Women's players call negotiations with USA Hockey productive

USA Hockey and the women's national team say their meeting Monday was productive and they hope to have an agreement this week that will end their ongoing wage dispute and avoid a boycott of the world championships.

The sides met for more than 10 hours in Philadelphia and will continue discussions later this week. Players announced last week they'd boycott the world championships in Michigan unless significant progress was made toward a labor agreement.

USA Hockey and players released statements saying they hoped a deal would be reached in time for the tournament, which begins March 31.

Players said they were hopeful to get an agreement in time to have a training camp and prepare to defend their world championship gold medal on home ice.

"We feel like we made progress today," star forward Jocelyne Lamoureux-Davidson said by phone.

Lamoureux-Davidson, twin sister Monique Lamoureux-Morando, captain Meghan Duggan, Hilary Knight, Kacey Bellamy and Kendal Coyne were among the players who took part in the meeting on the players' side. President Jim Smith, executive director Dave Ogrean, treasurer Donna Guariglia and director of women's hockey Reagan Carey were among those representing USA Hockey.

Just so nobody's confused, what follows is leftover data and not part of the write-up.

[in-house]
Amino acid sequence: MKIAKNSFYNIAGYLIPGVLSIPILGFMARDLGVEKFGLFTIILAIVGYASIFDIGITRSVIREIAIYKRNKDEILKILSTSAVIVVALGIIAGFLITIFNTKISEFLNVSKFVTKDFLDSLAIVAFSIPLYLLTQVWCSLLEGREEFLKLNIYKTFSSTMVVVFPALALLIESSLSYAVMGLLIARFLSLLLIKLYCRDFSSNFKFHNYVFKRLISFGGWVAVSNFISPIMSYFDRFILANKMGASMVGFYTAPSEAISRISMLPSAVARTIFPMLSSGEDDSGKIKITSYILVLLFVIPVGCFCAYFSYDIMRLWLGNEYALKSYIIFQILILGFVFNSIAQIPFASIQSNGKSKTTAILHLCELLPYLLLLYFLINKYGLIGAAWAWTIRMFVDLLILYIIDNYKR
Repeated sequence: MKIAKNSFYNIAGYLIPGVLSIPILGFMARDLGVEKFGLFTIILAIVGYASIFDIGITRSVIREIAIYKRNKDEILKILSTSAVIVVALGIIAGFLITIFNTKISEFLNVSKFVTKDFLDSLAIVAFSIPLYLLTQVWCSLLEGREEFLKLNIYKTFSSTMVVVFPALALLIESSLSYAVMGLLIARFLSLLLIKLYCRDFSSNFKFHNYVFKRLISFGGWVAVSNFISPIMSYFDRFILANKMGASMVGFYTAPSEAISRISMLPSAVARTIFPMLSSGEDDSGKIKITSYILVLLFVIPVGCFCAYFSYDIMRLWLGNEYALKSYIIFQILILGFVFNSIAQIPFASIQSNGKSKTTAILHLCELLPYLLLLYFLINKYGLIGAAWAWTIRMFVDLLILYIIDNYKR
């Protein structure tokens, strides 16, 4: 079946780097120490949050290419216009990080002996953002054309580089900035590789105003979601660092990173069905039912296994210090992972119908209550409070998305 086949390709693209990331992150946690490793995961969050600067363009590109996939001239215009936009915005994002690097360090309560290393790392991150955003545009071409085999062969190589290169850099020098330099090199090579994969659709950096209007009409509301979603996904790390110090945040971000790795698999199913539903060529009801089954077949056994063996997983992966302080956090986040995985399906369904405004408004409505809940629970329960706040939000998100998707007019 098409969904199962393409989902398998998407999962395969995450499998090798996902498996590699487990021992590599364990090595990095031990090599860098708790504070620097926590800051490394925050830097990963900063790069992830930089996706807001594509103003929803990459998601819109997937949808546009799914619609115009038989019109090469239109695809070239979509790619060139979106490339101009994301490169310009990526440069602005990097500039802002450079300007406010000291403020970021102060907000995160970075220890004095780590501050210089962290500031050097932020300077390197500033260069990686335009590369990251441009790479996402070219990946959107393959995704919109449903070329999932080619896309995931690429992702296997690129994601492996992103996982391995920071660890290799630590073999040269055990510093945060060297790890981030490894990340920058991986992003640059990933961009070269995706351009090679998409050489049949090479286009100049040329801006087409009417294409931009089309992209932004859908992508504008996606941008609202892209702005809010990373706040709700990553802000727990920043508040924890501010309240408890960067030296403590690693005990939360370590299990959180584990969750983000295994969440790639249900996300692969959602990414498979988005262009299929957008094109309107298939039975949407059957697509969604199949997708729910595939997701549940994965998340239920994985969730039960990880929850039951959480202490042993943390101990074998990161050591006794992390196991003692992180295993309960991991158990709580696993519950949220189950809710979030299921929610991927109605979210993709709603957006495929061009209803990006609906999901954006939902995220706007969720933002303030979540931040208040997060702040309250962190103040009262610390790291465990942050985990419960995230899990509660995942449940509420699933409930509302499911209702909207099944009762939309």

USA Hockey said its goal remains to have the team it selected for the world championships still represent the U.S. later this month.

Players said negotiations had been ongoing for 14 months over fair wages and equitable support. The meeting Monday, which Lamoureux-Davidson said lasted from 9 a.m. to 7:30 p.m., was positive in that the sides were in the same room talking on the verge of training camp, which was scheduled to begin Wednesday.

"This morning (we thought), 'Wait and see how this goes,' and after today we're all hopeful that we can make something work," she said. "We're hopeful, I think, on both sides."

Players are pushing to be paid outside the six-month Olympic period, saying USA Hockey pays them nothing for the other 3 years.

USA Hockey said it is not in the business of employing athletes and put out a list of players' financial demands that players referred to as "patently false."

Despite trading barbs last week, the sides agreed to meet in downtown Philadelphia the morning after the National Women's Hockey League final in Boston, which several players took part in. Their lengthy meeting didn't produce an agreement, but at least the agreement that talks would continue.

"It's better than walking out saying, 'This isn't going to happen,'" Lamoureux-Davidson said. "But we're hopeful, so that's a step in the right direction."

This story has been automatically published from the Associated Press wire which uses US spellings

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